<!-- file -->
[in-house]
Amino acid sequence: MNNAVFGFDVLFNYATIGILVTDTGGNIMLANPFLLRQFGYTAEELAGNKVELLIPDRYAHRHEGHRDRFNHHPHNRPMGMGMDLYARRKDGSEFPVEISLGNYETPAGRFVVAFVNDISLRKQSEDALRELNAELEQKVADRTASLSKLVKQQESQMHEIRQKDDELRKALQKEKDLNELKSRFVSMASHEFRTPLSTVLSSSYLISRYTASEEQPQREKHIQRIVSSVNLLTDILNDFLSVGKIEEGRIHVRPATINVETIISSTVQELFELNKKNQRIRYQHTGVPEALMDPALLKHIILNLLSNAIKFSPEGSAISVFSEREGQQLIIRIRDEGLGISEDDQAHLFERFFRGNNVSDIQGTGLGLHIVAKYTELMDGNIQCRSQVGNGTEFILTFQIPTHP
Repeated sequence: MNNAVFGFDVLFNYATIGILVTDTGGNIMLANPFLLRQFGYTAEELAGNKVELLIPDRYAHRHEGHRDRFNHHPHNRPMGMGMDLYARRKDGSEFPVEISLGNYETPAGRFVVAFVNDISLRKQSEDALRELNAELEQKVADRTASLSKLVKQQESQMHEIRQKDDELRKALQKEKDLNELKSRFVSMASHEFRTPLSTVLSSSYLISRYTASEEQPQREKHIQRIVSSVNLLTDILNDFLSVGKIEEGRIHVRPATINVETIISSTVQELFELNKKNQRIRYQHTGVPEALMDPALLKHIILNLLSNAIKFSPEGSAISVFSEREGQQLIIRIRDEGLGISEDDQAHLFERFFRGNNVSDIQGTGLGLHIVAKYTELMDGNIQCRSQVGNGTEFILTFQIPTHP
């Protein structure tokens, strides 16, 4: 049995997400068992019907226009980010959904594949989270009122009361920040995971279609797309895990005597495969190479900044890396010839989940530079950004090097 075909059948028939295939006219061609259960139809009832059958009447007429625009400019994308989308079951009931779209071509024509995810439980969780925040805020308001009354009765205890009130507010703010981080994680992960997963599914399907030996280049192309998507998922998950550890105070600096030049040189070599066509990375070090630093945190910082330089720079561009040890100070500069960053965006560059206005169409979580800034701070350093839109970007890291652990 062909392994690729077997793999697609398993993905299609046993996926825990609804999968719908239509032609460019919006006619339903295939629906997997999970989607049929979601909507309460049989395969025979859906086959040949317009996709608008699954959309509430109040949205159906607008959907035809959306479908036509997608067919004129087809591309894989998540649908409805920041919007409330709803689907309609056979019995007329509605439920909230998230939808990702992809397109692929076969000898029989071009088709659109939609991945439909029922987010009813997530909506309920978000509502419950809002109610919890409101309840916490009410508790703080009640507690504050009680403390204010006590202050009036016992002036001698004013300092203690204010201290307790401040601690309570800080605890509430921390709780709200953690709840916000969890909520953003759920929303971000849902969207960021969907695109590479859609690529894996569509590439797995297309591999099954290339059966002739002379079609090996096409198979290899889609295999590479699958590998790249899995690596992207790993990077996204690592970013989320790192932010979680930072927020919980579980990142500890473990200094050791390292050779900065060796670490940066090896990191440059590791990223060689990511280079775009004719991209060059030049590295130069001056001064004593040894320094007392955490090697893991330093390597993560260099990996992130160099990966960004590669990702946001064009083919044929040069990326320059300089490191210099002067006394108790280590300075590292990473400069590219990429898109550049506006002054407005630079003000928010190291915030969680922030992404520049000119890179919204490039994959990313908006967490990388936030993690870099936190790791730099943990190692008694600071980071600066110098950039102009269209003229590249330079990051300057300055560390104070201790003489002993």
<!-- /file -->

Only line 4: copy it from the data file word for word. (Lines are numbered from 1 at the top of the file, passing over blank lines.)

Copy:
């Protein structure tokens, strides 16, 4: 049995997400068992019907226009980010959904594949989270009122009361920040995971279609797309895990005597495969190479900044890396010839989940530079950004090097 075909059948028939295939006219061609259960139809009832059958009447007429625009400019994308989308079951009931779209071509024509995810439980969780925040805020308001009354009765205890009130507010703010981080994680992960997963599914399907030996280049192309998507998922998950550890105070600096030049040189070599066509990375070090630093945190910082330089720079561009040890100070500069960053965006560059206005169409979580800034701070350093839109970007890291652990 062909392994690729077997793999697609398993993905299609046993996926825990609804999968719908239509032609460019919006006619339903295939629906997997999970989607049929979601909507309460049989395969025979859906086959040949317009996709608008699954959309509430109040949205159906607008959907035809959306479908036509997608067919004129087809591309894989998540649908409805920041919007409330709803689907309609056979019995007329509605439920909230998230939808990702992809397109692929076969000898029989071009088709659109939609991945439909029922987010009813997530909506309920978000509502419950809002109610919890409101309840916490009410508790703080009640507690504050009680403390204010006590202050009036016992002036001698004013300092203690204010201290307790401040601690309570800080605890509430921390709780709200953690709840916000969890909520953003759920929303971000849902969207960021969907695109590479859609690529894996569509590439797995297309591999099954290339059966002739002379079609090996096409198979290899889609295999590479699958590998790249899995690596992207790993990077996204690592970013989320790192932010979680930072927020919980579980990142500890473990200094050791390292050779900065060796670490940066090896990191440059590791990223060689990511280079775009004719991209060059030049590295130069001056001064004593040894320094007392955490090697893991330093390597993560260099990996992130160099990966960004590669990702946001064009083919044929040069990326320059300089490191210099002067006394108790280590300075590292990473400069590219990429898109550049506006002054407005630079003000928010190291915030969680922030992404520049000119890179919204490039994959990313908006967490990388936030993690870099936190790791730099943990190692008694600071980071600066110098950039102009269209003229590249330079990051300057300055560390104070201790003489002993």